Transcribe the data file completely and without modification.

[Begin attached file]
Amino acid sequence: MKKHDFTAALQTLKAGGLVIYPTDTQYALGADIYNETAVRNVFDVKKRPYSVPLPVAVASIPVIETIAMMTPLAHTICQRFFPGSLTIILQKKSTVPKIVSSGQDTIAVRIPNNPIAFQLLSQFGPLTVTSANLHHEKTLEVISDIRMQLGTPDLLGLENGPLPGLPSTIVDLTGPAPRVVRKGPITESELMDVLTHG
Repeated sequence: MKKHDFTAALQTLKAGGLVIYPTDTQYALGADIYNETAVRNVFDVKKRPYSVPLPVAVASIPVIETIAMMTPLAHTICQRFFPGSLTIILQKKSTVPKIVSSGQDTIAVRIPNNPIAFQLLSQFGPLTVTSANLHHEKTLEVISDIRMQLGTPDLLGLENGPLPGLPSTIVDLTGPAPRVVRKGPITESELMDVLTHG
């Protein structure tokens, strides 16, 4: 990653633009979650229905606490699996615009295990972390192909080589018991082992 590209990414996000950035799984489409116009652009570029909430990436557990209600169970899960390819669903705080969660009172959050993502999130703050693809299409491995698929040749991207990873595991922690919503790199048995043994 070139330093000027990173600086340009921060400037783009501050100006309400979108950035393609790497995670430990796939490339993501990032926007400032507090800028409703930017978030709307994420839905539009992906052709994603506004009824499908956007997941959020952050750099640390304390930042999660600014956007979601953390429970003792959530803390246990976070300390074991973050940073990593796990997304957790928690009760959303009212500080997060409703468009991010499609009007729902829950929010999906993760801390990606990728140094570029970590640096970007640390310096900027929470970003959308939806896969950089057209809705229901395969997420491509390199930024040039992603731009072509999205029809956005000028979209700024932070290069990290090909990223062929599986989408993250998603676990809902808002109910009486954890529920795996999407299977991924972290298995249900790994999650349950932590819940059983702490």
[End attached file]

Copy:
Amino acid sequence: MKKHDFTAALQTLKAGGLVIYPTDTQYALGADIYNETAVRNVFDVKKRPYSVPLPVAVASIPVIETIAMMTPLAHTICQRFFPGSLTIILQKKSTVPKIVSSGQDTIAVRIPNNPIAFQLLSQFGPLTVTSANLHHEKTLEVISDIRMQLGTPDLLGLENGPLPGLPSTIVDLTGPAPRVVRKGPITESELMDVLTHG
Repeated sequence: MKKHDFTAALQTLKAGGLVIYPTDTQYALGADIYNETAVRNVFDVKKRPYSVPLPVAVASIPVIETIAMMTPLAHTICQRFFPGSLTIILQKKSTVPKIVSSGQDTIAVRIPNNPIAFQLLSQFGPLTVTSANLHHEKTLEVISDIRMQLGTPDLLGLENGPLPGLPSTIVDLTGPAPRVVRKGPITESELMDVLTHG
């Protein structure tokens, strides 16, 4: 990653633009979650229905606490699996615009295990972390192909080589018991082992 590209990414996000950035799984489409116009652009570029909430990436557990209600169970899960390819669903705080969660009172959050993502999130703050693809299409491995698929040749991207990873595991922690919503790199048995043994 070139330093000027990173600086340009921060400037783009501050100006309400979108950035393609790497995670430990796939490339993501990032926007400032507090800028409703930017978030709307994420839905539009992906052709994603506004009824499908956007997941959020952050750099640390304390930042999660600014956007979601953390429970003792959530803390246990976070300390074991973050940073990593796990997304957790928690009760959303009212500080997060409703468009991010499609009007729902829950929010999906993760801390990606990728140094570029970590640096970007640390310096900027929470970003959308939806896969950089057209809705229901395969997420491509390199930024040039992603731009072509999205029809956005000028979209700024932070290069990290090909990223062929599986989408993250998603676990809902808002109910009486954890529920795996999407299977991924972290298995249900790994999650349950932590819940059983702490």